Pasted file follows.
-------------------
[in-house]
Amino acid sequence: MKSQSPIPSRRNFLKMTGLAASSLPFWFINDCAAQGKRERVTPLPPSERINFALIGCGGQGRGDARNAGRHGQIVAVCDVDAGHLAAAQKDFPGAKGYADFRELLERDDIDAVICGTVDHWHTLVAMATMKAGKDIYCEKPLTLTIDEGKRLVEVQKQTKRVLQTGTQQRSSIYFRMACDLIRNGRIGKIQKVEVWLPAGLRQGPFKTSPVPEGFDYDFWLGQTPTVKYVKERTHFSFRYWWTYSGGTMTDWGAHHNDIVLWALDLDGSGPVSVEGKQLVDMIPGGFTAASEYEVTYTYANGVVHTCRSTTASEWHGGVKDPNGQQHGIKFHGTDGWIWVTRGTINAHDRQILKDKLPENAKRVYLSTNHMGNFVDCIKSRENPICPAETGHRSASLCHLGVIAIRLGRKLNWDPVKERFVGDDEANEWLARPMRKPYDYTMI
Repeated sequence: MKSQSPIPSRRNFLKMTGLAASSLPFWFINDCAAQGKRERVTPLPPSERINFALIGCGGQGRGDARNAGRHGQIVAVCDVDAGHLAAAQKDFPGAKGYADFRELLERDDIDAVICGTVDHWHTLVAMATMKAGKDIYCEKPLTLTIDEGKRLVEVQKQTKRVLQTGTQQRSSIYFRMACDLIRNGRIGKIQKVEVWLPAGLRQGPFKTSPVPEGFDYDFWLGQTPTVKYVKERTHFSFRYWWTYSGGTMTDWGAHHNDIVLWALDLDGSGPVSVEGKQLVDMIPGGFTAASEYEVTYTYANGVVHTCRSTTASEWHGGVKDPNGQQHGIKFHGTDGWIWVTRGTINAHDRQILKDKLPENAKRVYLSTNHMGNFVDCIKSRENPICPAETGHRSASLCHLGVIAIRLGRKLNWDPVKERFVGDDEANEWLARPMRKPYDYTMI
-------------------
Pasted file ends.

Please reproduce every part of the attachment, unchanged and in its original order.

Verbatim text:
[in-house]
Amino acid sequence: MKSQSPIPSRRNFLKMTGLAASSLPFWFINDCAAQGKRERVTPLPPSERINFALIGCGGQGRGDARNAGRHGQIVAVCDVDAGHLAAAQKDFPGAKGYADFRELLERDDIDAVICGTVDHWHTLVAMATMKAGKDIYCEKPLTLTIDEGKRLVEVQKQTKRVLQTGTQQRSSIYFRMACDLIRNGRIGKIQKVEVWLPAGLRQGPFKTSPVPEGFDYDFWLGQTPTVKYVKERTHFSFRYWWTYSGGTMTDWGAHHNDIVLWALDLDGSGPVSVEGKQLVDMIPGGFTAASEYEVTYTYANGVVHTCRSTTASEWHGGVKDPNGQQHGIKFHGTDGWIWVTRGTINAHDRQILKDKLPENAKRVYLSTNHMGNFVDCIKSRENPICPAETGHRSASLCHLGVIAIRLGRKLNWDPVKERFVGDDEANEWLARPMRKPYDYTMI
Repeated sequence: MKSQSPIPSRRNFLKMTGLAASSLPFWFINDCAAQGKRERVTPLPPSERINFALIGCGGQGRGDARNAGRHGQIVAVCDVDAGHLAAAQKDFPGAKGYADFRELLERDDIDAVICGTVDHWHTLVAMATMKAGKDIYCEKPLTLTIDEGKRLVEVQKQTKRVLQTGTQQRSSIYFRMACDLIRNGRIGKIQKVEVWLPAGLRQGPFKTSPVPEGFDYDFWLGQTPTVKYVKERTHFSFRYWWTYSGGTMTDWGAHHNDIVLWALDLDGSGPVSVEGKQLVDMIPGGFTAASEYEVTYTYANGVVHTCRSTTASEWHGGVKDPNGQQHGIKFHGTDGWIWVTRGTINAHDRQILKDKLPENAKRVYLSTNHMGNFVDCIKSRENPICPAETGHRSASLCHLGVIAIRLGRKLNWDPVKERFVGDDEANEWLARPMRKPYDYTMI